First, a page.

Justin Johnson: "Scratch"-ing the surface
At a Glance
- 90 beds
- 850 staff on campus and at surrounding clinics
- Three retail outlets: Harvest Market, Harvest Café and a kiosk near the emergency room
Justin Johnson has revived the foodservice department at Watertown Regional Medical Center by:
- Converting patient foodservice from a trayline to a room service program where all foods are made to order
- Opening a 95-seat restaurant in the hospital lobby, which has received plaudits for food quality
- Creating an 11,000-square-foot-garden on the hospital grounds that, during the summer, supplies 80% to 85% of the department’s produce needs
- Transforming the mindset of staff from “factory mentality” to a “thoughtful relationship” with food
Growing into the role
As far as chefs go, Johnson is a bit of a late bloomer, even though he has been working in restaurants since he took a job as a dishwasher at 17 at a truck stop near his hometown of Slinger, Wis.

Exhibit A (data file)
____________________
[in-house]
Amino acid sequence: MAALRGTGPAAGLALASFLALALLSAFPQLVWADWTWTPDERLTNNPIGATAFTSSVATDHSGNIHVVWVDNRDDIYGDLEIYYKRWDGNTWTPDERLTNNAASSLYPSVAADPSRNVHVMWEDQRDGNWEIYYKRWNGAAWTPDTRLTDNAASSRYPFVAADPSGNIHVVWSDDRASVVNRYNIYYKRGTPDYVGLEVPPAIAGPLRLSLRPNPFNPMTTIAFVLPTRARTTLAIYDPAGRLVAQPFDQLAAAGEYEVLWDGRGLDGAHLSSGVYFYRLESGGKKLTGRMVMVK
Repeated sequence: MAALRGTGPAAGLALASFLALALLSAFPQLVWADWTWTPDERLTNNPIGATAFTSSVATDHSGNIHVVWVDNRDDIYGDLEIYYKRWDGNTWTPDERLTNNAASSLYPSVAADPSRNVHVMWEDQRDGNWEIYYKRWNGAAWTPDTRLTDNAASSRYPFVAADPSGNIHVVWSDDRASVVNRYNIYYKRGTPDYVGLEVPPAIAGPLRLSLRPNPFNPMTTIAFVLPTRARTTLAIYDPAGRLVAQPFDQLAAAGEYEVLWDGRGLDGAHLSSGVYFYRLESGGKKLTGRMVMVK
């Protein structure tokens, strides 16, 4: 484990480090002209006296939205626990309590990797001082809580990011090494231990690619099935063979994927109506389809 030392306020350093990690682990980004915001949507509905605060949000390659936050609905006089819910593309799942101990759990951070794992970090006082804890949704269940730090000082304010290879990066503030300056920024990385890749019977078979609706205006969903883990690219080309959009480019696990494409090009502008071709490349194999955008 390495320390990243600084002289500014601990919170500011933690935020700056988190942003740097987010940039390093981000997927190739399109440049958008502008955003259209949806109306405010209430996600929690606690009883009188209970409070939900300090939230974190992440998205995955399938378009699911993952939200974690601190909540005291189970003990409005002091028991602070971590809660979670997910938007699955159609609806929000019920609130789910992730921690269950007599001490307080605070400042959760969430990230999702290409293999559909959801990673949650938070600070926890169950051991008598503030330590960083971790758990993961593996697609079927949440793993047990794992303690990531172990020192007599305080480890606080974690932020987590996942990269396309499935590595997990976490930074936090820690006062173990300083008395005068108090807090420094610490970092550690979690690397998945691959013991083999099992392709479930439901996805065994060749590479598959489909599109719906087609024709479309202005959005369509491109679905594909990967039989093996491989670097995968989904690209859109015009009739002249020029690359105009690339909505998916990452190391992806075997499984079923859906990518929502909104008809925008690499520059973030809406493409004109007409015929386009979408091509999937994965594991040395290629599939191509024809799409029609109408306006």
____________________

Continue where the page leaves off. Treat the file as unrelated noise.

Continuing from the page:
“I didn’t have any real desire to get into foodservice,” he says. “It was more like, I needed a job and my friend’s dad owned the truck stop, so …”
What he wanted to be was an actor, so while he continued to work in restaurants he acted in local and regional theater in the Milwaukee area for five years, until he realized he wasn’t going to be able to support a family this way.
“I was married and we were about to have our first child,” he says. “I hadn’t had my interest or passion in foodservice ignited yet, but since I had spent all these years in foodservice it only made sense for me to go to culinary school.”
So he enrolled at Le Cordon Bleu in Chicago and earned an associate degree. He then returned to Milwaukee, prepared to set the restaurant world ablaze.
“I pounded the pavement, looking for that head chef job because I thought I was ready—which I clearly was not,” he recalls.
He worked at a Milwaukee restaurant for a while and then took a job with Sodexo at a Wells Fargo account, in Menomonie, Wis. In 2007 he left to take a job at Harwood Place, a retirement community in Wauwatosa, Wis.
His work there caught the attention of the general manager at Hotel Metro, in Milwaukee, who wanted the hotel foodservice to do more local sourcing and increase sustainable practices. But several months after Johnson accepted the job, the GM was let go and the replacement wanted to take foodservice in another direction. Four months later Johnson landed the Watertown job.